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Lesson 6. Customizing Adobe PDF Output Q... > Using the default Adobe PDF Settings

Using the default Adobe PDF Settings

In this section, you'll compare the image quality and file size of three different PDF files prepared by converting a sample PostScript® file to Adobe PDF three times, using a different predefined set of Adobe PDF Settings each time. To save time, we've created the PDF files for you.

In Acrobat, choose File > Open, and select the three Adobe PDF files—Color1.pdf, Color2.pdf, and Color3.pdf—in the PDF folder in the Lesson06 folder. (You can Ctrl-click or Command-click to select contiguous files.) Click Open.

Color1.pdf was created using the Standard Adobe PDF Settings, Color2.pdf was created using the High Quality Print Adobe PDF Settings, and Color3.pdf was created using the Smallest File Size Adobe PDF Settings.

Choose Window > Tile > Vertically to display all the files in the document pane. If needed, use the scroll bars to display the same area in each of the files.

At the default magnification, all three images look very similar.




Click in each image several times with the Zoom In tool () to display each image at 400% magnification. Scroll as needed so that you can see the same area in each of the files.




In comparison with the other images, Color3.pdf (the smallest file size) has a more jagged display quality. Since Color3.pdf is intended for onscreen viewing, for emailing, and especially for web use where download time is important, it does not require as high a display quality.

Select the Hand tool ().

With the Color3.pdf window active, choose File > Close, and close the Color3.pdf file without saving any changes.

Choose Window > Tile > Vertically to resize the remaining two images.

Select the Zoom In tool and click twice in each document pane to display Color1.pdf and Color2.pdf at 800% magnification. Scroll as needed to display the same area in the two files.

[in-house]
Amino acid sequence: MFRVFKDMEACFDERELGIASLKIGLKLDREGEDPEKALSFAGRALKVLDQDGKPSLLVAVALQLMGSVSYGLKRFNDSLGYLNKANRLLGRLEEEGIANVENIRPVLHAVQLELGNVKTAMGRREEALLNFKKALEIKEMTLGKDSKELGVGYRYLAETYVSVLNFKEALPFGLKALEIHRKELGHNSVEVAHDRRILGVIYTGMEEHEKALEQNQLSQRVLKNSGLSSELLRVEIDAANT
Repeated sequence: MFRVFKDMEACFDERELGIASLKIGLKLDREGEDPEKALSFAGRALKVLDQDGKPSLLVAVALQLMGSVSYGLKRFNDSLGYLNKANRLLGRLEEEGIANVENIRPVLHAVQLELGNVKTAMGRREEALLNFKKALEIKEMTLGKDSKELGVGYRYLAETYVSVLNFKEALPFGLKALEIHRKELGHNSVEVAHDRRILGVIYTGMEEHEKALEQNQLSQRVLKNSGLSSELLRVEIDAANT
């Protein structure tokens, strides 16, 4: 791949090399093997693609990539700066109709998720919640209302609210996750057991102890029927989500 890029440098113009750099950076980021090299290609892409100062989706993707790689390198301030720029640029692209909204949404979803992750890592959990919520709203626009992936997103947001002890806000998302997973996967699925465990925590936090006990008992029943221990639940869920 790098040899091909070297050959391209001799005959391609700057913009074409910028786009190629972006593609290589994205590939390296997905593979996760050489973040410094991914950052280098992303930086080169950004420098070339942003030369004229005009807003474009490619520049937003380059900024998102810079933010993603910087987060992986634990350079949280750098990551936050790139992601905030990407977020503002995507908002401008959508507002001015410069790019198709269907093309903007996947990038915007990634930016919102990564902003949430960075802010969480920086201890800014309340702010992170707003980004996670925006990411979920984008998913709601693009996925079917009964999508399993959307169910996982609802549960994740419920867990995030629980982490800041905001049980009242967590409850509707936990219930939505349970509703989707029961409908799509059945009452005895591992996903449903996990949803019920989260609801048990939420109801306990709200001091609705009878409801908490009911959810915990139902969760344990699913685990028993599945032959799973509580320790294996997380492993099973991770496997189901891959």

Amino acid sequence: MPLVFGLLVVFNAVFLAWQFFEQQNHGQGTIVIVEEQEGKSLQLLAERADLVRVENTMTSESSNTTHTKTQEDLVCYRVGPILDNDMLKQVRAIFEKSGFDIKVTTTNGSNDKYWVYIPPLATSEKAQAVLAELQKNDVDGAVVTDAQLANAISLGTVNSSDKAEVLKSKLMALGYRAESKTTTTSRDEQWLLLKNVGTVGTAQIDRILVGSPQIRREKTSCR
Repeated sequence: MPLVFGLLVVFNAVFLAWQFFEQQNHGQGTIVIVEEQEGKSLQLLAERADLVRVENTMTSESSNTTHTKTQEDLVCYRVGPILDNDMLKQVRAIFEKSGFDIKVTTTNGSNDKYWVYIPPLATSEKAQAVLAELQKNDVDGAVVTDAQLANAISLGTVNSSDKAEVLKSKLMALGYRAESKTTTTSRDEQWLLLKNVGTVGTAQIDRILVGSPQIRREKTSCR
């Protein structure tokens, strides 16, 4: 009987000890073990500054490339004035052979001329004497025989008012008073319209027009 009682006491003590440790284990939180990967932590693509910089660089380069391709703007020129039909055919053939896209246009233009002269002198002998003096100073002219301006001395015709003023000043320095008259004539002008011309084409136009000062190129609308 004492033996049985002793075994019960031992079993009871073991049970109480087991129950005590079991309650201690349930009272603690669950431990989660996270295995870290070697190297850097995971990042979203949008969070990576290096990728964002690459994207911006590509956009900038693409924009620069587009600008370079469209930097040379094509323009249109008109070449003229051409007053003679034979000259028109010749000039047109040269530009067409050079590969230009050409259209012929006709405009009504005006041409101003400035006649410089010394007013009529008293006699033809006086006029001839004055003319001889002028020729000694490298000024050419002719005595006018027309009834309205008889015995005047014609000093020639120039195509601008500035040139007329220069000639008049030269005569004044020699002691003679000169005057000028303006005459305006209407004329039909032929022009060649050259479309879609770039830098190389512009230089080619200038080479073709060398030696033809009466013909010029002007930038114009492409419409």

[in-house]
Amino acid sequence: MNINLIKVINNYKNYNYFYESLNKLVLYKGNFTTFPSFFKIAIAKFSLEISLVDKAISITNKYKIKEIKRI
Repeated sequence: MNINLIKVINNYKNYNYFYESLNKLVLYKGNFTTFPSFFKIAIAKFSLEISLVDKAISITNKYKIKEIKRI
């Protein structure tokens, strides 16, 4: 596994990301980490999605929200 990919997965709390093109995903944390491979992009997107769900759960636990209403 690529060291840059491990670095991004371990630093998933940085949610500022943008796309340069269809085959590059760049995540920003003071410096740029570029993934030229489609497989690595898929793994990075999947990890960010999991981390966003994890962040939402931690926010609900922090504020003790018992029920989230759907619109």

Color1.pdf (the Standard file) has the coarser display quality of the two. The Standard Adobe PDF Settings are chosen to balance image quality with a reasonable file size. The conversion settings are designed to produce a file that is suitable for printing to desktop printers or digital copiers, distributed on a CD, or used as a publishing proof. The display quality of Color2.pdf (the High Quality Print file) is much better. The image resolution is higher for superior print quality.

Color1.pdf 76KB

Color2.pdf 960KB

Select the Hand tool, and choose Window > Close All to close both files without saving them.

Click the Minimize button to minimize the Acrobat window.

In Acrobat Professional, you can use the Pan and Zoom Window tool or the Loupe tool to magnify an image area. For more information on these tools, see Lesson 13, “Using Acrobat's Engineering and Technical Features.”

Now you'll compare the file sizes of the three Adobe PDF files.

On Windows, use Windows Explorer to open the Lesson06 folder, and note the sizes of the three files. On Mac OS, open the PDF folder in the Lesson06 folder, select the file Color1.pdf, and view the files in list view. (If necessary, choose File > Get Info to determine the file size on Mac OS.) Do the same for the Color2.pdf, and Color3.pdf files and note the comparative file sizes.

Color3.pdf has the lowest image quality and the smallest file size, while Color2.pdf has the highest image quality and the largest file size. Note that the significantly smaller Color1.pdf file does indeed balance image quality with small file size.


File sizes may vary slightly depending on whether you are using a Windows or Mac OS system.

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